We welcome authors from diverse academic disciplines and from outside the academy. Please send your entry by email attachment on or before 31 August 2023 to Tom Cardamone at While your message should identify you, your essay should be stripped of self-identifying references, formatted for blind review.



Ambedkar Grants for Advancing Poverty Eradication (AGAPE)

AGAPE is a program of Academics Stand Against Poverty (ASAP), an international community of scholars and researchers working to confront the rules and practices that perpetuate global poverty and to initiate targeted, evidence-based reforms.

This program commemorates and honors Dr. B.R. Ambedkar, India’s great leader in poverty eradication. Initial seed funding for AGAPE was generously provided by Krishen and Geeta Mehta.

AGAPE provides competitive funding and mentoring for innovative pilot projects in severe poverty eradication that offer strong prospects of cost-effective scale-up.

In its first year of operation, AGAPE has made four awards in India:

  1. The Snekithi Charitable Trust in Tamil Nadu was awarded Rs. 199000 for an initiative that will raise the productivity and thereby the incomes of Dalit woman farmers in the rain-fed areas of Karur District. AGAPE’s mentors for this project are Srilakshmi Vajrakarur and Johnson Prasant Palakkappillil.
  2. The Kuriakose Elias Service Society (KESS) in Elanjikulam, Nadathara, Thrissur. They were awarded Rs. 200000 for an initiative that will help women who have lost their jobs build a tailoring cooperative after suitable fashion design training. AGAPE’s mentor for this project is Jose Nandhikkara.
  3. Dr. Arambam Noni Meetai at Dhanamanjuri University, Imphal, Manipur. He was awarded Rs. 220000 for an initiative that will enable villagers in Kwatha to market their fermented bamboo shoot product directly in Imphal, thereby capturing a larger share of the final sales price. AGAPE’s mentor for this project is Tanvir Aeijaz.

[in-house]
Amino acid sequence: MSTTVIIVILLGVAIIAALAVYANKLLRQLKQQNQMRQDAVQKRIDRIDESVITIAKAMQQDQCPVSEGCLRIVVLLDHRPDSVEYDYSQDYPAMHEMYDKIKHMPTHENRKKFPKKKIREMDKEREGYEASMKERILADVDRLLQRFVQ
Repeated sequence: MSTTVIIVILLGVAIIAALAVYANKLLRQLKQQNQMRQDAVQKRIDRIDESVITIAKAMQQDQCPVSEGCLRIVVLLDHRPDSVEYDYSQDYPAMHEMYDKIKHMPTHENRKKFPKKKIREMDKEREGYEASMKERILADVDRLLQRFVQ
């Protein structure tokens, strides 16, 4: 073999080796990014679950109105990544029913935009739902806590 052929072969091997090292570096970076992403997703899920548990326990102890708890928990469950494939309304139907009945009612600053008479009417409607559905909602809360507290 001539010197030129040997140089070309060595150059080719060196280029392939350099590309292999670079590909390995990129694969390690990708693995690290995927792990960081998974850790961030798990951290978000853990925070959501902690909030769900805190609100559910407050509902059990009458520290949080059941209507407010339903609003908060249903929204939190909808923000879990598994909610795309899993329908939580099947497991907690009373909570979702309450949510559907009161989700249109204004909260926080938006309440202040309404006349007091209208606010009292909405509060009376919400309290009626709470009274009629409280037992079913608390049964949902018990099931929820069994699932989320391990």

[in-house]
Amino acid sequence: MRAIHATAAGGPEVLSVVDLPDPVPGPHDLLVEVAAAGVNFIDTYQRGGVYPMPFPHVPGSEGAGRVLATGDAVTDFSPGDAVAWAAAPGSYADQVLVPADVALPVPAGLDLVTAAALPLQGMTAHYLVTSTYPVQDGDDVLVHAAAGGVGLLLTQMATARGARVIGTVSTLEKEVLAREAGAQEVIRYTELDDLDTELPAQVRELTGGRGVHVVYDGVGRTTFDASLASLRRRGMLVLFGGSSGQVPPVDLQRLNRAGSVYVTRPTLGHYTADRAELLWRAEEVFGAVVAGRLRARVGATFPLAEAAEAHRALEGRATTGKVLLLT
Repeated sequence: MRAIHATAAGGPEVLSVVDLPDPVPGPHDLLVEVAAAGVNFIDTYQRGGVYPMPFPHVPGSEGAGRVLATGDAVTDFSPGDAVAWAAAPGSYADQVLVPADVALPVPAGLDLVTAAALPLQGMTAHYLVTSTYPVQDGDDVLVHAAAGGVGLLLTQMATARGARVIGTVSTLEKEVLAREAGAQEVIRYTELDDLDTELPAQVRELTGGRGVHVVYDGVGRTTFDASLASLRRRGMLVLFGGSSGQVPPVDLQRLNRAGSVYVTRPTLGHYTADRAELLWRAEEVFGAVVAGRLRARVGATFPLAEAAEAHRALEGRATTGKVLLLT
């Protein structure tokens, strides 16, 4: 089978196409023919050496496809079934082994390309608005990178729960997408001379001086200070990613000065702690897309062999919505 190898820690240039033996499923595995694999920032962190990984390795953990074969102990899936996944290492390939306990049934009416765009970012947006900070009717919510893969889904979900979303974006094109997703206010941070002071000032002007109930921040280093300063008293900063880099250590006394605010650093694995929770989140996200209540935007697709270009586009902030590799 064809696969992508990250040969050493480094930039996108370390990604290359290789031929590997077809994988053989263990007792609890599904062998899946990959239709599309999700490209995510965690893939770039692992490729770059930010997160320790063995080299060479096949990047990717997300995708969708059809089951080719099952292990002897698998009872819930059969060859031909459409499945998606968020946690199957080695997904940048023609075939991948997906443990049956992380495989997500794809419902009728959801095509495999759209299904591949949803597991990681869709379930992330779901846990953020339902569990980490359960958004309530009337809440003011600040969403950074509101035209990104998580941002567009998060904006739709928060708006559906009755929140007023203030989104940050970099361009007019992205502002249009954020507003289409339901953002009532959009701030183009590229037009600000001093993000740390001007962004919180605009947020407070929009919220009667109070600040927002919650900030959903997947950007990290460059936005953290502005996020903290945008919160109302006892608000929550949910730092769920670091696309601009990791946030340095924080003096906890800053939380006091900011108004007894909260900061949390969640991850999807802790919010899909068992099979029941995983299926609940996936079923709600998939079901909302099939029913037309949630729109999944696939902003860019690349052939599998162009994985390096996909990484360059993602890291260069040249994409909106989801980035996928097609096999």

4. The National Service Scheme Unit at Sacred Heart University and Chellanam Panchayat. It was awarded Rs. 175000 for an initiative that will improve the livelihood of women by enabling them to create an enterprise for the manufacture and distribution of ecofriendly paper bags. AGAPE’s mentor for this project is Johnson Prasant Palakkappillil.

Contributions to AGAPE are tax-deductible in India and the United States. Help those who know poverty first-hand try out their best ideas toward eradicating severe poverty for good!

In its second year, AGAPE aims to divide well over Rs. 1 million among five promising projects that will pilot innovative approaches to poverty eradication.

Here poverty is defined broadly as including the whole range of basic social and economic needs; and eradication is conceived as enabling households to escape poverty permanently. At this time, only individuals and organizations planning pilot projects in India are eligible to apply.

An expert panel will assess pilot projects based on their cost-effectiveness and promise of success as well as their potentials for innovation and scale-up.

 Projects funded in prior years may be resubmitted for additional funding.

Proposals should be sent to by 31 May 2023, with selections to be announced by the end of June.


Advocating for a G21​

This policy brief advocates for the inclusion of the African Union in the G20 for ethical reasons.